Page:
With news reports often emphasizing the slow economic recovery with respect to jobs, it is possible that we lose some perspective about some legitimate success stories. National unemployment rates often overshadow the work of some communities in transforming their economic profiles. Cities like Raleigh NC have transformed their economy and others like Des Moines IA have significantly lowered their unemployment rates. Another below the radar screen example is Québec City, Canada.
Observe the latest unemployment statistics from October 2010: United States: 9.6 percent; Canada: 8.1 percent; Ontario province: 8.2 percent; Québec province: 7.9 percent; Québec City: 4.7 percent. Québec’s capital city, the so-called government town, has the lowest unemployment rate of any major city in Canada.
In itself, that is a story. But what is more significant are the facts. Québec City has had consistent growth due to its increasingly diverse economic base. When I worked in Québec City in the early 1990s, it was accurate to call it a haven of public service jobs. Now it is becoming a leader in information technology, biomedical research, defense research, applied optics and photonics research, food technology research, brain disease research, etc.
This week, while teaching a group of people how to upload blog posts, Cuban blogger and dissident Yoani Sánchez learned she was to receive yet another award. This time it was the $50,000 (40,000 euro) Liberty Prize granted by Denmark’s Center for Independent Research (CEPOS). Sánchez said that “the news came when I was doing what I like best, providing people with wings to fly in the IT sky.”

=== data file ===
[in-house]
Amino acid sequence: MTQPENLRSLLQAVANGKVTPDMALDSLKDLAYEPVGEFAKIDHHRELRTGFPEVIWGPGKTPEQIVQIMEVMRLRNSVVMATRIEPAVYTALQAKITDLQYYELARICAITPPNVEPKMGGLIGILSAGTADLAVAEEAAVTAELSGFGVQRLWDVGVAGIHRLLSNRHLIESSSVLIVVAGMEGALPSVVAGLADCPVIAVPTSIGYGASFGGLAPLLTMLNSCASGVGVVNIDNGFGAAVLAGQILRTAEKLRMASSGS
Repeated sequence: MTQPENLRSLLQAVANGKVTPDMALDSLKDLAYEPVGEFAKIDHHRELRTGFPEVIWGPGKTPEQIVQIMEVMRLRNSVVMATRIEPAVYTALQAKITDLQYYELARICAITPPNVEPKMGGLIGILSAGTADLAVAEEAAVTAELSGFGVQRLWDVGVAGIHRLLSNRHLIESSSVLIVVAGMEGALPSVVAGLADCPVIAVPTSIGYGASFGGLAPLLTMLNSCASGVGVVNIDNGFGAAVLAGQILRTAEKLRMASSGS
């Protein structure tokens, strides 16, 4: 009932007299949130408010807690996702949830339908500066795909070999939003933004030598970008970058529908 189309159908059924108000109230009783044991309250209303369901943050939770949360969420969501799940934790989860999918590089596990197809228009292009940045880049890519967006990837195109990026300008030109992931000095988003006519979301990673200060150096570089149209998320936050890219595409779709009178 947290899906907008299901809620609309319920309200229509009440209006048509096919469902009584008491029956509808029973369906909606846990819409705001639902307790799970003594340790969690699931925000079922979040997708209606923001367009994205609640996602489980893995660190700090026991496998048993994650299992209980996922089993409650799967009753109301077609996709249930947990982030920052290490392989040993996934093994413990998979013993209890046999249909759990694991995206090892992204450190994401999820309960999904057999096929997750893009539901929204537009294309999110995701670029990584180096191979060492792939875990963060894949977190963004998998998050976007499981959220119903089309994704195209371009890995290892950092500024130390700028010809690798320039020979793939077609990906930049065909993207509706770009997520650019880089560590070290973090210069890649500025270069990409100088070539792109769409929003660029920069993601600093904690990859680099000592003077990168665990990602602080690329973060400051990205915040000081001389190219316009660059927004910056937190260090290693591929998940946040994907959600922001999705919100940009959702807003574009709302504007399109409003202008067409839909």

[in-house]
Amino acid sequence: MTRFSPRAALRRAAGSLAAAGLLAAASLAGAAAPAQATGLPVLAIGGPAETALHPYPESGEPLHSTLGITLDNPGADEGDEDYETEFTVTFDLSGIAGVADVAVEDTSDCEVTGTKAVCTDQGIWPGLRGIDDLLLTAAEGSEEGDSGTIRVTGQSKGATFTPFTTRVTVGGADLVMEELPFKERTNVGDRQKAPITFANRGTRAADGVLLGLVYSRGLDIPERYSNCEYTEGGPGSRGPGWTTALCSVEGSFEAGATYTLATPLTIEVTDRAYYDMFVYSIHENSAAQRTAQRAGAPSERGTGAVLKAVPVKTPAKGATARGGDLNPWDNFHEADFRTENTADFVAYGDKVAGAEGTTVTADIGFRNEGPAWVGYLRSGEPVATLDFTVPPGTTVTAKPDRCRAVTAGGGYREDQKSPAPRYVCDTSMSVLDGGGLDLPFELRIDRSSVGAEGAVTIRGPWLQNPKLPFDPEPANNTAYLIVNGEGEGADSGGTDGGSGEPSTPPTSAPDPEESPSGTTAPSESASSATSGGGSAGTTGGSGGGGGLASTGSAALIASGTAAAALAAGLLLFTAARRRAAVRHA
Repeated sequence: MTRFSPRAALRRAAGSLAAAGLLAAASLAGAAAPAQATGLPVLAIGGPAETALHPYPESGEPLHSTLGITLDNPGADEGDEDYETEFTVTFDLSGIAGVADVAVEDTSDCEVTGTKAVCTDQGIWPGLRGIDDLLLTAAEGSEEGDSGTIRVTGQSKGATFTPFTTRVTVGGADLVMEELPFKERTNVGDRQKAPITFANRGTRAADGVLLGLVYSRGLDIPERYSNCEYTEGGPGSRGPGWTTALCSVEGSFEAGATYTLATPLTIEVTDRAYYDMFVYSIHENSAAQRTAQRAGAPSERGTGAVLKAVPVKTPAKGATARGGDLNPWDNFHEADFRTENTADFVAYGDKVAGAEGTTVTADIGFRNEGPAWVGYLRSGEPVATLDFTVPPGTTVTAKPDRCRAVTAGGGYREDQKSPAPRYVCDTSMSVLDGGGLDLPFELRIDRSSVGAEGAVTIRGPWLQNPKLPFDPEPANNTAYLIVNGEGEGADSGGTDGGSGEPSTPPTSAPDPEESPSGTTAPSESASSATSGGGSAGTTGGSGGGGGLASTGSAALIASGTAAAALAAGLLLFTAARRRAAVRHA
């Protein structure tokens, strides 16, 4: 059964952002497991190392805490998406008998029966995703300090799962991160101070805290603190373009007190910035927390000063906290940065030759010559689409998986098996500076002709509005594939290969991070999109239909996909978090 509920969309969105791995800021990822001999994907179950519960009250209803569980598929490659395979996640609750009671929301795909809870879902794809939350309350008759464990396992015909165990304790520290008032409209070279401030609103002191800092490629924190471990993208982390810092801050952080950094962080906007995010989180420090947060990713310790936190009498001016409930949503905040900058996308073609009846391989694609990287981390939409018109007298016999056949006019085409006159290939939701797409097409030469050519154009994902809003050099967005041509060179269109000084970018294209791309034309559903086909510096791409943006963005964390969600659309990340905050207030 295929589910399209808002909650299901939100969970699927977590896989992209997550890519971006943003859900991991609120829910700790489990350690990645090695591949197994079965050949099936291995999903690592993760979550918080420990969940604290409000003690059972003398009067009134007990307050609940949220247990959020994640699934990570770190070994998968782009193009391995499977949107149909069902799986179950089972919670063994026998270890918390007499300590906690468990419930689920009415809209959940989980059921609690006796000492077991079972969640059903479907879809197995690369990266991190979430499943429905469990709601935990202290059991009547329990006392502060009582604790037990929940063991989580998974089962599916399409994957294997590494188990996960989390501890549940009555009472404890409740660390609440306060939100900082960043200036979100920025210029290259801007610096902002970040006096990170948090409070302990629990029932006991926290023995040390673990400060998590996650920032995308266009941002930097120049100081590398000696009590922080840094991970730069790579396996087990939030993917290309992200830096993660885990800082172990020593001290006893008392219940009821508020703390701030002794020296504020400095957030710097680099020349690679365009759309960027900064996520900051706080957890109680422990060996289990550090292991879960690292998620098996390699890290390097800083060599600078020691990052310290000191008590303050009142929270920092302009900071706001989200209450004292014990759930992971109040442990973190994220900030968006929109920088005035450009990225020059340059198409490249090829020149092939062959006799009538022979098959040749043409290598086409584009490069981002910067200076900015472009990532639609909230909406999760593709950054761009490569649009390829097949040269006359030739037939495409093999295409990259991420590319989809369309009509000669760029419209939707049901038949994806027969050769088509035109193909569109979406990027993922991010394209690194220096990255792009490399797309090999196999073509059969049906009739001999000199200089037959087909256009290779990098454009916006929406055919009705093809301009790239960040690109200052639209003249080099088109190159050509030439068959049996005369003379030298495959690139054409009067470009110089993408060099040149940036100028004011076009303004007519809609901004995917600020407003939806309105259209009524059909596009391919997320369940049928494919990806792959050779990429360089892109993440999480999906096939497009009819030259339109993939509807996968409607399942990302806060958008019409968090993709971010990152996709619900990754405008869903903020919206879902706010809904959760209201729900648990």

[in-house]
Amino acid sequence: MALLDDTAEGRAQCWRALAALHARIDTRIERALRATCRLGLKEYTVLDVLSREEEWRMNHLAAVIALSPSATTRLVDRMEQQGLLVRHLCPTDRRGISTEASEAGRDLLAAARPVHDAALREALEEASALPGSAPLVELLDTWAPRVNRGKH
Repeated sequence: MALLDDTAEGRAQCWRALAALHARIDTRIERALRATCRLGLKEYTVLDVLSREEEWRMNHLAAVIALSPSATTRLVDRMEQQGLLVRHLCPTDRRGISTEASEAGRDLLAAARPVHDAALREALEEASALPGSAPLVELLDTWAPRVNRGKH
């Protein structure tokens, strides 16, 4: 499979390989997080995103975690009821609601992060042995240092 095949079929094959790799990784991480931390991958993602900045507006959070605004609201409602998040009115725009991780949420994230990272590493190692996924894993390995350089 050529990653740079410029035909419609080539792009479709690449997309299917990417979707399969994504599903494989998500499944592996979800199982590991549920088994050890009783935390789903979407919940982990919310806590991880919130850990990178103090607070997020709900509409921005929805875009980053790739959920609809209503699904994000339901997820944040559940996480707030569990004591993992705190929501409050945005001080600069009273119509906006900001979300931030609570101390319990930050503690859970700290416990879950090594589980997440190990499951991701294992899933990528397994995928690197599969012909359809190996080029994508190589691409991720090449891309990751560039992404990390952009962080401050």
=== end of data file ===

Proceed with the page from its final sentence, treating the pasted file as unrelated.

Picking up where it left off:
CEPOS’ Liberty Prize is given to individuals who demonstrate a sustained commitment to the ideas of individual freedom and human rights. Sánchez, 35, founded the blog “Generación Y” in 2007 and has since used it as a platform to share the realities of daily life in Cuba. She recently compiled select blog posts into a book titled Cuba Libre: Vivir y Escribir en La Habana. For her elegant prose, brave criticism and dedication to empowering others through digital media, Sánchez was previously awarded the Spanish Ortega y Gassett Prize for Digital Journalism (2008) and Maria Moors Cabot Prize for outstanding reporting on Latin America (2009). Sánchez was also named one of Time magazine’s “100 Most Influential People in the World” in 2008 and was selected as a 2010 World Press Freedom Hero by the International Press Institute.
Sánchez has been invited to formally accept the Liberty Prize at an upcoming ceremony in Copenhagen, but it remains to be seen whether the Cuban government will grant her an exit visa to travel abroad. She has been prohibited from leaving the island eight times in the past three years.
For Sánchez, her isolation by the Cuban government allows her to keep in touch with Cuban realities and has not stopped her from writing or sharing her knowledge of Internet tools. “Finding people who read what I write and seeing new faces appear” are sufficient compensation, she says.
From the Americas Society/Council of the Americas. AS/COA Online's news brief examines the major—as well as some of the overlooked—events and stories occurring across the Americas. Check back every Wednesday for the weekly roundup.
Accusations Fly in Costa Rica-Nicaragua Dispute
Nicaragua fired the most recent salvo in the ongoing spat with its southern neighbor over a small piece of land on the San Juan River delta. The Organization of American States (OAS) overwhelmingly approved a resolution November 12 which reiterates OAS Secretary General José Miguel Insulza’s four recommendations and implicitly calls on Nicaragua to remove its troops from the disputed area. President Daniel Ortega responded on November 13 that he will not remove soldiers from the area, threatened to withdraw from the OAS, and said: “Drug traffickers direct Costa Rican foreign policy.” Nicaraguans took to the streets in support of the government’s decision. On Monday, Costa Rican Foreign Minister René Castro raised the possibility of calling a meeting of the OAS’ Commission of Foreign Ministers to discuss the dispute and apply further pressure on Ortega to follow the November 12 OAS resolution. Costa Rica’s La Nación argues that every new development “brings Costa Rica and Nicaragua further from dialogue.”
Read AS/COA Online coverage of the dispute.